Album Reviews

PPP – Abundance

(Ubiquity) UK release date: 16 February 2009


‘Overflowing fullness’ is one definition; ‘affluence’ and ‘wealth’ are others. Either way, to call your album Abundance is a brave move indeed.

But PPP (or the Platinum Pied Pipers, as they were known until a law suit) are full of confidence, having shared stages with Roy Ayers and Mark Ronson over the last year. And it’s the former rather than the latter they lean towards, offering funk-fuelled fodder for the soul.

Abundance has a real sense of community, the feeling being that you’re stood on a corner somewhere in the band’s native Detroit. Despite the fact they have relocated to Brooklyn (and who these days hasn’t), if you look one way you’re confronted with soulful, funky music reminiscent of Motown, while if you turn the other a glimpse of the motor city’s hip hop and techno heritage is offered.

These reflect the background of the two staples to PPP, with Wajeed, a founding member of Slum Village, given ample assistance by Saadiq. Their debut album Triple P featured such luminaries as Dilla, Steve Spacek and the SA-RA Creative Partners, and to say that Abundance builds handsomely on the promise of that record is praise indeed.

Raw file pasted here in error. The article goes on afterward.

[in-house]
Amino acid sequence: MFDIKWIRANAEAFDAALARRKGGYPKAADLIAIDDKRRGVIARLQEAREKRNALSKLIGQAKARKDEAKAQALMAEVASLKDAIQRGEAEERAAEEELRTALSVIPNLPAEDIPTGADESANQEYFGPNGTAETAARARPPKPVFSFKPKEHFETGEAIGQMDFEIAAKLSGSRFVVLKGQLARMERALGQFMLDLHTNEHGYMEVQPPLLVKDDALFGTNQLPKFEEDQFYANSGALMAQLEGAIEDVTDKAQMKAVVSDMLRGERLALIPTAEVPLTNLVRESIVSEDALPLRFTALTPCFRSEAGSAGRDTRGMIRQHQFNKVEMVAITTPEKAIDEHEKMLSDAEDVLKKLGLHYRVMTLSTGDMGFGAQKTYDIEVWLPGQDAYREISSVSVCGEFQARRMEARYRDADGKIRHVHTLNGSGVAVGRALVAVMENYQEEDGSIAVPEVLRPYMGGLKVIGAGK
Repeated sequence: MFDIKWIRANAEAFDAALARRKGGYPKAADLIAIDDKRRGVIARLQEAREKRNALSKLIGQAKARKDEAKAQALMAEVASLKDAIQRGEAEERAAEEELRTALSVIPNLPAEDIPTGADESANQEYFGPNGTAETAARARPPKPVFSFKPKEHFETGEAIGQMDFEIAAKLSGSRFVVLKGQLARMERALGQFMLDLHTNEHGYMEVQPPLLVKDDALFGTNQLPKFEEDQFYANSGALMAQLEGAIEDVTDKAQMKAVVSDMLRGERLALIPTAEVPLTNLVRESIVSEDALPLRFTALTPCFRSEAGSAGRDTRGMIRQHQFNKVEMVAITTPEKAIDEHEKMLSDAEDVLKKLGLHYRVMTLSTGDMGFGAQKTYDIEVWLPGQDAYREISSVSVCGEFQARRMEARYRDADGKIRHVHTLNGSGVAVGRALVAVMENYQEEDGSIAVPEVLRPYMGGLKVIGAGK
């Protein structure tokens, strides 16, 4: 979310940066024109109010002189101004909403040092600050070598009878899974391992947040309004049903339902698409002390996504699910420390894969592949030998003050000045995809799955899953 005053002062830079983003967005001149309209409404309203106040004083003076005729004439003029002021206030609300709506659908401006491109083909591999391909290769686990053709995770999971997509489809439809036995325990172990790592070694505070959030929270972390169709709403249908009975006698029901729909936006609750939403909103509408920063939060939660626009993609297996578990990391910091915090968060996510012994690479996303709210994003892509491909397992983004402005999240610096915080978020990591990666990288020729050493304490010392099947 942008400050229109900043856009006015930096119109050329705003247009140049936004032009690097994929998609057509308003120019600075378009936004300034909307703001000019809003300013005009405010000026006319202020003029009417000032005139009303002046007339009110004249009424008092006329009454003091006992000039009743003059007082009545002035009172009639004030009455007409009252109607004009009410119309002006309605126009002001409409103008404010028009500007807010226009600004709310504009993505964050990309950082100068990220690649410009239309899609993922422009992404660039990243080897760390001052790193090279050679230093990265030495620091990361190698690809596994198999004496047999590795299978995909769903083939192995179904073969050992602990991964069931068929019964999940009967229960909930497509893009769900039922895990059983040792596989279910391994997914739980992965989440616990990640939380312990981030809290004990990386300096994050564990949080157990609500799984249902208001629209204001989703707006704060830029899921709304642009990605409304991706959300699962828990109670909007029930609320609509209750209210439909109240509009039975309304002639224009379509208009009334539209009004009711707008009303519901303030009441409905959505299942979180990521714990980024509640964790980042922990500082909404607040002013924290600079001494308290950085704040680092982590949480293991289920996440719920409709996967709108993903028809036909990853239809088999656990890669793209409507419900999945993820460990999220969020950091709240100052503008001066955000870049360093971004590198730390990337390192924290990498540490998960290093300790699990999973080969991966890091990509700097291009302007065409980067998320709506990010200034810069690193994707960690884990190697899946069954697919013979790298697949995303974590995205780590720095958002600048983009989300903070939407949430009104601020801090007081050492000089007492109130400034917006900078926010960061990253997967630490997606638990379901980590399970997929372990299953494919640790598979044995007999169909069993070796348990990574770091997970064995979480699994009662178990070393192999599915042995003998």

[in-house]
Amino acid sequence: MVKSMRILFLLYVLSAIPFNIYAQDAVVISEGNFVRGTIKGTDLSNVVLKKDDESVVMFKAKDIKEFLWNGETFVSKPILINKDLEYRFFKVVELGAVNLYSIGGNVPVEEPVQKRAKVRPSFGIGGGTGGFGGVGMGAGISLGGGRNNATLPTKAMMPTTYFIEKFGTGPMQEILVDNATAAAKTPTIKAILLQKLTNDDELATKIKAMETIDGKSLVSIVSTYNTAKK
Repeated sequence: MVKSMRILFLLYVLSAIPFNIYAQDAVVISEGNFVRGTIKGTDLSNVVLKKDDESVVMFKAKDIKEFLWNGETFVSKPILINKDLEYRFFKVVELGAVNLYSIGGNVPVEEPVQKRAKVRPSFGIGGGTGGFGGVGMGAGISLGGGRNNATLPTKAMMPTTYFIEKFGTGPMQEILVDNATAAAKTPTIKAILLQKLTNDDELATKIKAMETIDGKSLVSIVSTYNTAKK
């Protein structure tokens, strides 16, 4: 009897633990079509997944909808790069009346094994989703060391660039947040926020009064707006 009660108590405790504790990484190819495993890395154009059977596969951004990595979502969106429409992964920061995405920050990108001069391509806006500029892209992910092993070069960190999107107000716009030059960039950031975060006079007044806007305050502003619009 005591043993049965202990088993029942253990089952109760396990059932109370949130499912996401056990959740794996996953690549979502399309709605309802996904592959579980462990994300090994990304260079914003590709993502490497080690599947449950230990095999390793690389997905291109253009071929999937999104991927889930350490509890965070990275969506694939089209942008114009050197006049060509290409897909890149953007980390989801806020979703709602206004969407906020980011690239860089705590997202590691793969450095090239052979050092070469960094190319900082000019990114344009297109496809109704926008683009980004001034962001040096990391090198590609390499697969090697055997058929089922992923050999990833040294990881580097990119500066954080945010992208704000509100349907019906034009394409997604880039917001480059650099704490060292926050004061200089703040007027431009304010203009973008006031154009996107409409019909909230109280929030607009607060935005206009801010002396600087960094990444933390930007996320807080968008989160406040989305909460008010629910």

With a cleverly realised balancing act of musical styles, it helps that the PPP vocalists are superb. Coultrain, Karma Stewart and Jamila Raegan offer raw emotion and lyrical drive. As they get into the groove of swinging funk tracks like Smoking Mirrors and the upward looking Luv Affair there’s a real sense of uplifting togetherness, the former a gospel track in all but name as the collective sway from side to side.

First single On A Cloud is particularly good – so effective that it could easily hail from the Motown stable, with its brassy overtones resounding strongly while the vocal soars.

Meanwhile Countless Excuses heads straight onto the dancefloor with its hand claps, but adds a lovely, tender instrumental cameo in the middle. Even with these in mind, the best moment of the album occurs in the transition from the string line of Sanctuary to the heavy set swing beat of Ain’t No Ifs Or Maybes.

The whole album is well planned and works really well, and on reflection couldn’t really come from anywhere else than Detroit. As an antidote to the cares of the world, it proves an early tonic in 2009.


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PPP – Abundance


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